You might also remember Kathryn, my singer friend at the office who was just working a data entry job until her singing gigs became frequent and well-paying enough for her to do that full time. All summer, Kathryn watched as other people left one by one, and I know that she was thinking about leaving, too, because, in addition to her ambition to be a full time singer, she was growing more and more frustrated with a certain subset of staff members who seemed to be doing less and less work each day while everyone else had to do more and more. Even though Kathryn wasn't planning to make this job her career, she still took her work very seriously, and although that attitude was good for the office, it might have been bad for her, because she expected everyone else to do the same, and when she saw people getting paid more than she was doing far less work, it really irritated her (as well it should have—even though most of us are able to ignore the daily antics of this group of staff members, I don't know anyone in the office who doesn't complain about them on a regular basis).

So even though she was growing increasingly grouchy about having to come into work every day and feel like she was carrying the load for the slackers, Kathryn couldn't quit for financial reasons: she had to keep some kind of office job to supplement her singing income, and our office is pretty good about letting people have flexible hours (which is important for singers who have to go to rehearsals, auditions, and even one or two month-long gigs, etc.—we actually have three semi-professional singers on the staff). But then Kathyn's boyfriend, Christopher, who had previously been a student and therefore only had a student's income, got a real, full-time job, giving them more financial flexibility. Suddenly Kathryn had the ability to say "fuck you" to her office job without having to worry about not being able to pay the rent. For a couple of weeks, the knowledge that she could quit anytime she wanted seemed to make it easier for her to rise above the office mudslinging, but after having a heart-to-heart with her supervisor about the issues she was concerned about and still not seeing any change, she couldn't take it anymore and handed in her resignation.

Of course, I was sorry to see her go: in addition to being a very good worker, she was my ally and my confidante, someone I could talk to openly about both work and personal issues and not have to worry about it getting repeated. She similarly confided in me, and we served as pressure-release valves for each other when things got especially stressful at the office. We had lunch together every week or two, and we went on walks together around the campus at least once a day. She is a friend, and the only person in the office that I hung out with after hours. But even though I'm going to miss her, I knew that leaving was the right thing for her to do. The situation in the office isn't going to get better anytime soon, and I don't think she would have ever been able to accept it.

After Kathryn left, she briefly took a job as a nanny for an extremely rich couple down in Federal Hill, but that only lasted for a couple of days after it became clear that they were expecting her to be a maid as well as a nanny. Plus, the kids sounded like real brats. A week or two later, she took another office job at Peabody (the music conservatory where she got her undergraduate degree), and as far as I know, she's still there.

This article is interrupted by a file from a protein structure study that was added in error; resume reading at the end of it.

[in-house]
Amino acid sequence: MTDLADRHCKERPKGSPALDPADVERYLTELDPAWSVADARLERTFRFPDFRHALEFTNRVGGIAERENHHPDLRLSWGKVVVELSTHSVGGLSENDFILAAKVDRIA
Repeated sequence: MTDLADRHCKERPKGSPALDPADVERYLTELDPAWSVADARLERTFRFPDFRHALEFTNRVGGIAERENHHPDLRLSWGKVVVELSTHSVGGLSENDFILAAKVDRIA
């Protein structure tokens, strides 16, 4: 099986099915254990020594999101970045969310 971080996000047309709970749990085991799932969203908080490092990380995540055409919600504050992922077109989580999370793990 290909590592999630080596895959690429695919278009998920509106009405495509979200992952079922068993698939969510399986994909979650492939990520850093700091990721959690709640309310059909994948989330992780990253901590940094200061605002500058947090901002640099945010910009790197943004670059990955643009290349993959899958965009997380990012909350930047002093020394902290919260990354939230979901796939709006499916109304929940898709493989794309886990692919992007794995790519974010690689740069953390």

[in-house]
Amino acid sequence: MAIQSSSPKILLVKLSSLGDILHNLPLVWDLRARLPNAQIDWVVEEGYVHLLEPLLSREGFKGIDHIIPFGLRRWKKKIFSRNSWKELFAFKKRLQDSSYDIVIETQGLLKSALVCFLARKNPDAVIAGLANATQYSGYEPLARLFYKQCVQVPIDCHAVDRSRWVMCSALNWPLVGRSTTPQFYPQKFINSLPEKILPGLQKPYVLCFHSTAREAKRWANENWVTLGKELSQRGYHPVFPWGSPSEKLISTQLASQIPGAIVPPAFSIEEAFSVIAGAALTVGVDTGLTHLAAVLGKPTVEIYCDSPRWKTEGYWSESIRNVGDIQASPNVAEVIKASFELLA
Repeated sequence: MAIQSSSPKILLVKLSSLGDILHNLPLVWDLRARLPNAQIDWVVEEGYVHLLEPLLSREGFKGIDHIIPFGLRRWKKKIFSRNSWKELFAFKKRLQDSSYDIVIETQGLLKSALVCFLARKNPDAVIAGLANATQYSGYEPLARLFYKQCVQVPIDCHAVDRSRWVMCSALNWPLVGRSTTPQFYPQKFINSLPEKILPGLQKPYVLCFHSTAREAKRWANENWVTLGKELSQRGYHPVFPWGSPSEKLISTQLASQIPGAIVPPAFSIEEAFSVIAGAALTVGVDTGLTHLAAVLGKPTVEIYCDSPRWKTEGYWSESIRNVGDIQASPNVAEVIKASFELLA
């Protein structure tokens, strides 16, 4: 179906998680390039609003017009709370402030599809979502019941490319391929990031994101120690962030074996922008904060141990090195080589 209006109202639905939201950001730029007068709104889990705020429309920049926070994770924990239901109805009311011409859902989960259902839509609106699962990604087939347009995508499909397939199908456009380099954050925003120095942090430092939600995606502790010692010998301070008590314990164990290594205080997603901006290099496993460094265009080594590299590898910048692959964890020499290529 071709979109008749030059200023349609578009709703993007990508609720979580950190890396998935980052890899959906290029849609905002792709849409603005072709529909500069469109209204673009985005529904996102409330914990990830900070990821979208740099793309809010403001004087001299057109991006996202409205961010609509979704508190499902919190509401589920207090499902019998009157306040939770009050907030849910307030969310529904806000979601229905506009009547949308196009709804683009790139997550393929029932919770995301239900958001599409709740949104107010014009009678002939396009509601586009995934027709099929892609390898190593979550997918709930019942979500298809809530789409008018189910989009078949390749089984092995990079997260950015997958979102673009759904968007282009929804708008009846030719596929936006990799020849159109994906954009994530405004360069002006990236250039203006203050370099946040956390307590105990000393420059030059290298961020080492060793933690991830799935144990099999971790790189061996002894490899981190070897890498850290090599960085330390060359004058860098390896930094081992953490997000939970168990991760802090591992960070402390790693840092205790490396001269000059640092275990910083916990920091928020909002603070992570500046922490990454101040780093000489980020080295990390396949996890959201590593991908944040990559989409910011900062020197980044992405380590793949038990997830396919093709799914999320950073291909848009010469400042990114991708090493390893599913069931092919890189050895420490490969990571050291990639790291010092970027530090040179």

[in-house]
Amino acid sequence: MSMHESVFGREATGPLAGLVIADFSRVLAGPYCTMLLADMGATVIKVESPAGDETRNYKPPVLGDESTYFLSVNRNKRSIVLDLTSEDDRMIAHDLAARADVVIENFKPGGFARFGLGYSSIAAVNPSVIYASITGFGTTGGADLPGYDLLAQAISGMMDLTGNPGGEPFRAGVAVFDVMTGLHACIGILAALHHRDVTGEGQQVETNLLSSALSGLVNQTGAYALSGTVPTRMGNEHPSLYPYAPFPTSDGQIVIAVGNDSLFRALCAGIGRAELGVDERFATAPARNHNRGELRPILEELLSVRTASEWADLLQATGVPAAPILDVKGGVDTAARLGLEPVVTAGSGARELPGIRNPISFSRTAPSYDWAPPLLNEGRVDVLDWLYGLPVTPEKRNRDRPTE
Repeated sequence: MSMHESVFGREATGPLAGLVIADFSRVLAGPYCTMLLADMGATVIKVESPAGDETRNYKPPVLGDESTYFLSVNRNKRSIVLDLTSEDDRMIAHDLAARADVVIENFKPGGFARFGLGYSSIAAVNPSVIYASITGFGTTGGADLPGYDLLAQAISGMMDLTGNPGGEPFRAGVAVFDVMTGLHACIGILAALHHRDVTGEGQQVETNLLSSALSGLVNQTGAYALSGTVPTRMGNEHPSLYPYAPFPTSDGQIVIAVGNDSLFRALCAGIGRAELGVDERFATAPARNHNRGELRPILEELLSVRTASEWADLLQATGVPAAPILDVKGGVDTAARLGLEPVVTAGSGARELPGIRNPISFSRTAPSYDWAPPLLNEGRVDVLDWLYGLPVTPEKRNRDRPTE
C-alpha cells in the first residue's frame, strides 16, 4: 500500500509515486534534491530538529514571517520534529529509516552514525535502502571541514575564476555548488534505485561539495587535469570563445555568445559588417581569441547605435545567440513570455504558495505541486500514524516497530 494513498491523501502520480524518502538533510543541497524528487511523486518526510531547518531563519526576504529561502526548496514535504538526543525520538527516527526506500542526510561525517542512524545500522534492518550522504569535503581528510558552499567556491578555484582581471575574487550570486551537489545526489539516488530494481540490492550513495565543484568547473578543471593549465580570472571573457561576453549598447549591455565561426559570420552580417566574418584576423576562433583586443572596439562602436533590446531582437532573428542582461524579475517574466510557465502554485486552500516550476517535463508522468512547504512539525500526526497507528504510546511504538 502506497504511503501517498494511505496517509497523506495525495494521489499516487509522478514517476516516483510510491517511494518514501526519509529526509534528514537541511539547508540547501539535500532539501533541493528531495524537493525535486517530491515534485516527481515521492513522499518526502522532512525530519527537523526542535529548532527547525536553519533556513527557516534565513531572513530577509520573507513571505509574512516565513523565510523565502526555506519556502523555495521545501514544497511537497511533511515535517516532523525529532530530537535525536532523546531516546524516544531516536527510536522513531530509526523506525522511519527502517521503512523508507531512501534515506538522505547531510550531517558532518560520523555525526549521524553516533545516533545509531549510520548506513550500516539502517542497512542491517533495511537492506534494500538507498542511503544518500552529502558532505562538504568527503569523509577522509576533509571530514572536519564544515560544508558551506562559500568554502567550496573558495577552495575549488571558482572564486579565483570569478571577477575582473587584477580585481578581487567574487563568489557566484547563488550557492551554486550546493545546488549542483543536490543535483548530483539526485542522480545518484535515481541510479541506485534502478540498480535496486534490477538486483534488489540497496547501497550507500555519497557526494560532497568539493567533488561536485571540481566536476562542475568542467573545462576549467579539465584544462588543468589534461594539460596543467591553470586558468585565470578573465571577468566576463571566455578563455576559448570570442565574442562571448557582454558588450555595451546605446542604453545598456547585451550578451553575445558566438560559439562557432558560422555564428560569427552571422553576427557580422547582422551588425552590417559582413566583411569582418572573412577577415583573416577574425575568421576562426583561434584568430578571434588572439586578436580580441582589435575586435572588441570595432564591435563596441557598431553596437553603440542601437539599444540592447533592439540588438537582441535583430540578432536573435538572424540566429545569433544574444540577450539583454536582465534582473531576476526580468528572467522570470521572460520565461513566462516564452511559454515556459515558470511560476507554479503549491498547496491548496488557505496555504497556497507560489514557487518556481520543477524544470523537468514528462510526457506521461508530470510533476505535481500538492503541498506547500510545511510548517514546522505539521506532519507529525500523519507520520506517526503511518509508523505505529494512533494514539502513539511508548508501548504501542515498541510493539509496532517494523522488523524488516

And that's the thing: I don't know for sure. I haven't really heard from her since she left our office, and I think a lot of that is because she just needs to decompress from everyone and everything about her old workplace, including the people she liked. But I'm vaguely concerned about the future of our friendship nonetheless; most of our relationship was conducted during work hours, and a lot of the tentative plans we made to meet up on our own time never came to fruition. Our friendship started because of the frequent interaction we had at the office, and I'm hoping that it can continue even though we work on completely separate campuses now. I don't think this was one of those relationships where daily contact was a necessary component, but I guess we'll see.

Part of the reason I wanted to get you up to date on Kathryn was so I could then tell you about Alisa. She's another one of the singers in our office who is currently getting a performance certificate from Peabody. She only works part-time, and her schedule is farily erratic, so it wasn't until recently that I had an opportunity to have a real conversation with her. I can't remember when we first started talking, but I was over on her side of the office waiting to talk to someone else, and we started talking about our families, our trips to Europe when we were younger, art, and other random stuff. We had a lot in common, so in the weeks after that, we had two or three more conversations and got to know a little more about each other. While they were painting Alisa's side of the building, she came over and worked on a vacant terminal in our office, which gave us more opportunities to talk, and by the time she moved back to her normal desk, we had tentative plans to go out to lunch together sometime.

Since then I've gone to lunch with her a few times (including once with Julie), and gone to happy hour at a local bar with her and Julie and one of the new guys in our office, Jeremy (Julie and I never go out to bars, even with our friends, but that was pretty fun—Alisa and Julie got a chance to have a nice long conversation, and I learned a lot about Jeremy that I wouldn't have expected). Alisa has even spent one of her few free nights with Julie and I, going out to dinner and a movie (more about that later).

I like Alisa a bunch, and it's a really nice bonus that she and Julie seem to like each other a lot, too. I've been feeling a little run down at the office recently, especially since Kathryn left, and it's nice to have someone to take a break with and talk about something besides work for a few minutes. I just feel very comfortable talking to Alisa, like I don't have to really hide anything from her and she doesn't seem like she's holding much back from me. We've been hanging out for about a month now, but it feels like I've known her for much longer than that. And hopefully I will.